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K. John Morrow, Jr., PhD, is president of Newport Biotechnology Consultants, 625 Washington Avenue, Newport, KY 41071, email@example.com.
An old saying goes, "Success has a thousand fathers; failure is an orphan."
An old saying goes, “Success has a thousand fathers; failure is an orphan.” A Basel, Switzerland-based biotech company, MondoBiotech AG (www.mondobiotech.com) seeks to turn this cliché on its head with an ingenious approach to developing new therapies for rare diseases.
The company was founded in 2001 in Lugano, Switzerland, on the premise of combining orphan drugs with orphan diseases for the treatment of uncommon and fatal lung conditions. “Orphan” in this sense refers to drugs developed for the treatment of rare diseases, affecting fewer than 5 per 10,000 members of the population. Companies that pursue these maladies are rewarded in both the US and Europe with tax reductions and market exclusivity, according to the United States Orphan Drug Act of 1983 and Regulation EC141 of the European Parliament, published in January 2000. The legislation has proved a success by any measure, with 249 orphan drugs receiving marketing authorization for distribution in the US and Europe in the period from 1983 to 2004, during which the legislation has been in force.
But MondoBiotech has put a different spin on this drug development strategy. According to Dr. Paolo Bassanini, head of communications and marketing, the company’s business plan is to screen drugs-from virtual libraries of compounds-for molecules that block the chain of pathology in rare lung diseases. Millions of different chemical substances developed over the years lie fallow, never having qualified for a patentable application.
The company’s scientists use computerized screening systems, searching for the right fit, both from the molecular and the business standpoint. Promising candidates are combined as an orphan pair: a disease and an aspirant therapeutic, which now qualifies for patent protection. MondoBiotech then looks for a company with the resources to complete the necessary trials to establish the drug’s performance as a viable treatment modality.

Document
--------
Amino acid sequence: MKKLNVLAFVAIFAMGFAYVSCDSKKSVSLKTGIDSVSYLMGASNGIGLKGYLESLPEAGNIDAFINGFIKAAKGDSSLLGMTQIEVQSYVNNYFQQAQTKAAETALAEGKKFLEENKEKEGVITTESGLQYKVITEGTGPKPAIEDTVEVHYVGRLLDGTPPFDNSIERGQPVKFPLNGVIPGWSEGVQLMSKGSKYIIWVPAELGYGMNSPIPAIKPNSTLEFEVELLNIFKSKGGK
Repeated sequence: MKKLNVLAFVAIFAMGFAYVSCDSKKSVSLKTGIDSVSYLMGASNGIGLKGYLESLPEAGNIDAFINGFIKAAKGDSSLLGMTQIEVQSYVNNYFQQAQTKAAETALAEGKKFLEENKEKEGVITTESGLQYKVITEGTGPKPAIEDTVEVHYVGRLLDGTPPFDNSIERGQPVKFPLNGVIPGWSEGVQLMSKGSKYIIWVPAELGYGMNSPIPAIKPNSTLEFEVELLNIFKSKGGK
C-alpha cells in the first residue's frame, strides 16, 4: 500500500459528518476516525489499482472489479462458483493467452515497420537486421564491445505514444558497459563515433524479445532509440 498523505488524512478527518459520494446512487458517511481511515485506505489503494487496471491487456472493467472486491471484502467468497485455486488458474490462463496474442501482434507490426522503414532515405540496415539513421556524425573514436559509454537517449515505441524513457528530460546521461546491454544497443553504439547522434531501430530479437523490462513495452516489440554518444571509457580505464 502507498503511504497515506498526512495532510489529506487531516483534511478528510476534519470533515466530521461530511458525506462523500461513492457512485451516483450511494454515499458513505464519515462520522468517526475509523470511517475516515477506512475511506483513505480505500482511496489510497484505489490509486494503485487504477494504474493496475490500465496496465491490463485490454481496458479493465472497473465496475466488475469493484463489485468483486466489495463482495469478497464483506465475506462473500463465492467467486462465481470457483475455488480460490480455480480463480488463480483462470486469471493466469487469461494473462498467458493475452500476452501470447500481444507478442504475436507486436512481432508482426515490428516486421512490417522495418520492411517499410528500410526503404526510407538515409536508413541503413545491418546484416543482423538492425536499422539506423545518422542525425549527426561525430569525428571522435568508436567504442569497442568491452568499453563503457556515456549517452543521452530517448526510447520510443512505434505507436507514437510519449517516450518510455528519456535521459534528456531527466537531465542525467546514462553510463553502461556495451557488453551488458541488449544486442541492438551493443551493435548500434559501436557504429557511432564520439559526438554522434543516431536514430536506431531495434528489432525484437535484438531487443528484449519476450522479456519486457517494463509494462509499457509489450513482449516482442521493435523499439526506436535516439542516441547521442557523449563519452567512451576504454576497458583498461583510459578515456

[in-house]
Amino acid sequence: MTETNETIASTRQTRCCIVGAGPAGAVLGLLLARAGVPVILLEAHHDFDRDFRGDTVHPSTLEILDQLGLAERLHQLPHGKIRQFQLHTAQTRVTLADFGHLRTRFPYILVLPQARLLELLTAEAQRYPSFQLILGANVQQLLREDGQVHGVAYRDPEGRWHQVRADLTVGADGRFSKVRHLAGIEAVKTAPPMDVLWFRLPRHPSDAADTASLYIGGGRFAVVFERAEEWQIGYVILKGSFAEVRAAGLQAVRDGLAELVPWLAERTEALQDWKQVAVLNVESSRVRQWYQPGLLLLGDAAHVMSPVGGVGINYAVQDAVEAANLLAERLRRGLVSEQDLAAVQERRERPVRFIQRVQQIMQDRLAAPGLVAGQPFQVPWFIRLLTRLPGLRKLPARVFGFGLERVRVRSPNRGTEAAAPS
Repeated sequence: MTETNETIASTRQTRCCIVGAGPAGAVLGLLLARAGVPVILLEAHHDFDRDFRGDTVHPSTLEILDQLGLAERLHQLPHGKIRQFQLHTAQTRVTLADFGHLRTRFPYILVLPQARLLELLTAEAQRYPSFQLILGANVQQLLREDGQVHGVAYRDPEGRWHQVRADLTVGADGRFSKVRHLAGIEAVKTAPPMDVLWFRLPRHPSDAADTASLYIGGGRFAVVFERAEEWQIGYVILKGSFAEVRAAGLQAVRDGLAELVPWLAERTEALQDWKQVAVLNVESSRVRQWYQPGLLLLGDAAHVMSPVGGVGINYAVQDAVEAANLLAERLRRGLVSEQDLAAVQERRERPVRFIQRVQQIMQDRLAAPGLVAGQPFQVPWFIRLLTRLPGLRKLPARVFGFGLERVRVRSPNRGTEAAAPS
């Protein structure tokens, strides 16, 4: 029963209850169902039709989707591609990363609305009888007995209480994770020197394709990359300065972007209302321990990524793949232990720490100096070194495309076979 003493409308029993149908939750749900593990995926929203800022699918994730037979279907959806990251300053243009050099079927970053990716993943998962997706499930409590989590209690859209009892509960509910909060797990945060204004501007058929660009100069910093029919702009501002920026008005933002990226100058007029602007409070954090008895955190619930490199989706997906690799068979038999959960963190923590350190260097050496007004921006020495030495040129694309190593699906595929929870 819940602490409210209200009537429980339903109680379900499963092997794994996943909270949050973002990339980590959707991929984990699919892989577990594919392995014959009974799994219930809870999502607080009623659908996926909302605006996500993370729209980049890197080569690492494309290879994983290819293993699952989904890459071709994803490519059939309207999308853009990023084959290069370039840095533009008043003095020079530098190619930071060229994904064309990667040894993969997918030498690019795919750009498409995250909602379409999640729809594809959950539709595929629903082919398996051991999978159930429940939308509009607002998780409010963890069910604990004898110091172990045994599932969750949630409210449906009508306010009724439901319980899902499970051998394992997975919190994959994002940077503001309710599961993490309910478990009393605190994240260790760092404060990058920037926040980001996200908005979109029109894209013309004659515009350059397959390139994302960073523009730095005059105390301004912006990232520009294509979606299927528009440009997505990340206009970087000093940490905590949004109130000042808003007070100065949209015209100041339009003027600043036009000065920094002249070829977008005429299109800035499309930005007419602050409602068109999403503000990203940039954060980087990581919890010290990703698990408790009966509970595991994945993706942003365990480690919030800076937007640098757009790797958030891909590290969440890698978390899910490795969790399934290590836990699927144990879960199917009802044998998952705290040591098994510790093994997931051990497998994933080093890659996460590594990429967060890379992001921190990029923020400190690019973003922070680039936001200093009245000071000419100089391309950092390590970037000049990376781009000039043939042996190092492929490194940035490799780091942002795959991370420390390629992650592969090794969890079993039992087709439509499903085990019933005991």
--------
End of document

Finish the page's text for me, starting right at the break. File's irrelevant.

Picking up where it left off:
The company’s most advanced product is Aviptadil, a synthetically produced human peptide (vasoactive intestinal peptide) that has received Orphan Drug Designation for pulmonary arterial hypertension (PAH). This is a life-threatening disorder that affects approximately 200,000 people worldwide. In patients with this condition, increased pressure in the pulmonary arteries leads to shortness of breath, fatigue, chest pain, and ultimately heart failure. Aviptadil is naturally produced by neuronal and endocrine cells, as well as by cells of the immune system. Its function in a variety of diseases is well understood, although it had not previously been entered into drug trials.
Aviptadil is the first drug that the US FDA and the European Medicines Agency are considering for combined, parallel scientific development for PAH. In accordance with its business plan, MondoBiotech has partnered with Biogen Idec (Cambridge, MA, www.biogenidec.com), signing an exclusive collaboration and license agreement for the latter to develop, manufacture, and commercialize Aviptadil. Biogen Idec will be responsible for global manufacturing, clinical development, regulatory approval, and commercialization.
MondoBiotech is also pursuing an orphan drug application for acute respiratory distress syndrome, the rapid onset of progressive malfunction of the lungs usually associated with the malfunction of the other organs. The condition is associated with extensive lung inflammation and accumulation of fluid in the alveoli that leads to low oxygen levels in the lungs. This is the fifth application for Aviptadil and represents a milestone for the company.
The European Orphan Medicinal Product Designation (OMPD) confers numerous benefits to the development of new products, including clinical protocol assistance and, upon marketing authorization, ensures MondoBiotech marketing exclusivity for up to 10 years in the European Union and up to seven years in the US.
It is too early to judge the overall success of MondoBiotech’s business model, but it is difficult to find fault with a company that gobbles up the crumbs from the pharmaceutical banquet table, and with only ingenuity as guidance, turns those crumbs into gourmet therapeutic feasts.